Over the past 15 years Disney Pixar has taken animated film to realms few could possibly have predicted. No longer can we use the word “children’s film” to describe animation, as Pixar have created worlds and characters that get to the heart of complex human emotions, irrespective of age. Pixar appreciates the power of a child’s imagination and it’s this that makes their films perfect for kids, yet they also reignite the child in us “grownups”.
The studio’s latest venture takes us back to where it all began; Pixar’s first feature length film, Toy Story. Of course, this is now the third instalment in the franchise, but this is not a film churned out purely for corporate gain. Although it has already broken box office records in the US, the film is as lovingly put together as you would expect from anything baring the Pixar stamp. Woody, Buzz and the gang are back, this time coming to terms with Andy (now 17 years old) moving to college. After their desperate attempts to be played with fall short, the toys are donated to the seemingly idyllic daycare centre, Sunnyside.
Inevitably things are not what they seem as the toys are imprisoned by a group of soured Sunnyside veterens, led by the twisted and mentally scarred Lots O’ Huggin Bear. Among the best of the new characters are Ken (brilliantly voiced by Michael Keaton), Trixie (Kristen Schaal) and Mr Pricklepants (a porcupine voiced by Timothy Dalton), who play varied and beautifully detailed roles. The ensemble voice cast is brought together purposefully, not as a showcase of wacky cameos (see the Night of the Museum films), but as characters which all add depth and colour to the film. The world of toys is brilliantly observed and explored, down to the materialistic instincts of Barbie and Ken and the loving relationship between Mr and Mrs Potato Head. Just as there are extended scenes of children creating their own toy narratives within the film, its creators are essentially playing with their own set of toys in the characters they have so carefully sculpted.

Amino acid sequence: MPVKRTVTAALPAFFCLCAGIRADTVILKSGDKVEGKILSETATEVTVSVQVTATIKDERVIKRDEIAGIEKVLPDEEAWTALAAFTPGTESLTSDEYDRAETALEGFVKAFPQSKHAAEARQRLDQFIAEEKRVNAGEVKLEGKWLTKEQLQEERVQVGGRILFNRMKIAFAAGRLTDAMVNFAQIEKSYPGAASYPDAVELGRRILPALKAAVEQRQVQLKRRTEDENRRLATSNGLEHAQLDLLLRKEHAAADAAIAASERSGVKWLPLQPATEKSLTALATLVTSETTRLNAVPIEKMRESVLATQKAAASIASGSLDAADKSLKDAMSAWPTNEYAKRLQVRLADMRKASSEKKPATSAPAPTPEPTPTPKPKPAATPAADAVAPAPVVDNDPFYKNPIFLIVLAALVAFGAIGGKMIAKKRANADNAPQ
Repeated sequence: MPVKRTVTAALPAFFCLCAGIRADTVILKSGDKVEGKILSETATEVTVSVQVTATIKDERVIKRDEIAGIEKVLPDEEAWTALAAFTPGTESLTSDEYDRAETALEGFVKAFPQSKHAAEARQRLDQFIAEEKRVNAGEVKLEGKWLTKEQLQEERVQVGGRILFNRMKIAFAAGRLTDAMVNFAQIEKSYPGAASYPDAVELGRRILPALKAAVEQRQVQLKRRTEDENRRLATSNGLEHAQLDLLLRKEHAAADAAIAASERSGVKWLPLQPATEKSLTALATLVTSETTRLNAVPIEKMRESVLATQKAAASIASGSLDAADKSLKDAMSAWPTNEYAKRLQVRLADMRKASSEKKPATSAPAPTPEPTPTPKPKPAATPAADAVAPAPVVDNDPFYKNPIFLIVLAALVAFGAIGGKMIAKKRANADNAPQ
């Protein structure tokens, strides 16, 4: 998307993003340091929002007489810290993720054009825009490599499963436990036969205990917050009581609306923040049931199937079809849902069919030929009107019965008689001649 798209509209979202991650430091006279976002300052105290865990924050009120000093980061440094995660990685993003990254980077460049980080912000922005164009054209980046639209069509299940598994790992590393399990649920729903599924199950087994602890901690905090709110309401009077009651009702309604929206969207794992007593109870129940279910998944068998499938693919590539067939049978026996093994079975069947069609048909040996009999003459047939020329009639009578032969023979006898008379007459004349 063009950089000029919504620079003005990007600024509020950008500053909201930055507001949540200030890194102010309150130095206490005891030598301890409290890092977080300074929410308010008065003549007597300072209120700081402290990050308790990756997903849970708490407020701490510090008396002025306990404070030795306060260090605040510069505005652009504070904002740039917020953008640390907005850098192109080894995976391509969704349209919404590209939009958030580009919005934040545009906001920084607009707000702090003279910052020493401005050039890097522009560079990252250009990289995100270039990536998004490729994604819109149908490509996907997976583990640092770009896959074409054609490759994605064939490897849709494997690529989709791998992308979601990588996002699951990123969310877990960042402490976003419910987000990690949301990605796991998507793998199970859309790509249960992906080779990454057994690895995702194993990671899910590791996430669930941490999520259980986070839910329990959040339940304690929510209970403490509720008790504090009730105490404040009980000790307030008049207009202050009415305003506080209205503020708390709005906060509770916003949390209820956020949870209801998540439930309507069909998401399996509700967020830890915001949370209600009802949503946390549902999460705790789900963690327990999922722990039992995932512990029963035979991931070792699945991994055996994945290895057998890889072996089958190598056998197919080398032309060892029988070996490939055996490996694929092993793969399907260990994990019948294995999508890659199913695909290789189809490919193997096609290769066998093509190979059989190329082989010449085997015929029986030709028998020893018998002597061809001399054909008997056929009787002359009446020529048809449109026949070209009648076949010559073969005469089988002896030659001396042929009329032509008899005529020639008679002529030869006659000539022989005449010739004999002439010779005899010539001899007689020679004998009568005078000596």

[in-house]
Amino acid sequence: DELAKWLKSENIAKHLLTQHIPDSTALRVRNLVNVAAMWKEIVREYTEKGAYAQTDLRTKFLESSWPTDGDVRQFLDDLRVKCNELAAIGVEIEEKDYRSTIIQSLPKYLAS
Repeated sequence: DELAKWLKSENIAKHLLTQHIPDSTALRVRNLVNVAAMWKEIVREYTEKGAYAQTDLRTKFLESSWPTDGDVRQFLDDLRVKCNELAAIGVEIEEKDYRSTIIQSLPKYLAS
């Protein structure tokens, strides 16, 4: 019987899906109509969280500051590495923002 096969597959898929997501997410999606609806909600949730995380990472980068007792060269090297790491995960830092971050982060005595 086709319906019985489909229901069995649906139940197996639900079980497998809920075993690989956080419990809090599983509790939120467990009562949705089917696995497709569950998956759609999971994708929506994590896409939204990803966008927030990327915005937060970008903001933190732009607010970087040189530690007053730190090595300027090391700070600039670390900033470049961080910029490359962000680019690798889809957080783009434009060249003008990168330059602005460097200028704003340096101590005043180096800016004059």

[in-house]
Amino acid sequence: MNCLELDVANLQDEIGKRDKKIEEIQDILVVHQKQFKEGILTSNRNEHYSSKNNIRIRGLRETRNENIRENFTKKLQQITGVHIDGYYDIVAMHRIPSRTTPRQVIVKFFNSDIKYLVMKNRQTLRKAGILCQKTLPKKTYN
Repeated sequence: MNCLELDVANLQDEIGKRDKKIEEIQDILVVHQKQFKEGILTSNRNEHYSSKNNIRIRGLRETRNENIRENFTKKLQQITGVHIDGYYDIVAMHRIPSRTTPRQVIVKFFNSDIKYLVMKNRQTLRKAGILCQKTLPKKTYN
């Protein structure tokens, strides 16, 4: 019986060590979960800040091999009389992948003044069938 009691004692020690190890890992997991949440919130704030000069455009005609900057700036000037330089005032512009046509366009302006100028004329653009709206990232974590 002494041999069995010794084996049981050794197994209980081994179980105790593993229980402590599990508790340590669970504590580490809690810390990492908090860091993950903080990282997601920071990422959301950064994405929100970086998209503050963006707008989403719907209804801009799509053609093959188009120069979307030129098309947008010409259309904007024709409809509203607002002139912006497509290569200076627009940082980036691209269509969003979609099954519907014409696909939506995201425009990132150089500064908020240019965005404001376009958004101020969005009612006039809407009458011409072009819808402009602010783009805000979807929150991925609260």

It was widely commented that Pixar’s last two films Up and Wall-E had been unexpectedly sad for films primarily aimed at kids, and you can expect more of the same from Toy Story 3. During its 108 minute duration you may well need a box of tissues close by, whether it be from sadness or laughing yourself to tears at a Buzz Lightyear stuck in Spanish mode. I had my reservations about the making of a third Toy Story film (the only Pixar film to date to have gone so far as a sequel), but these doubts have been cast aside by a film that completes and enhances the series in every way. Pixar perfection as usual then, I should never have suspected anything but.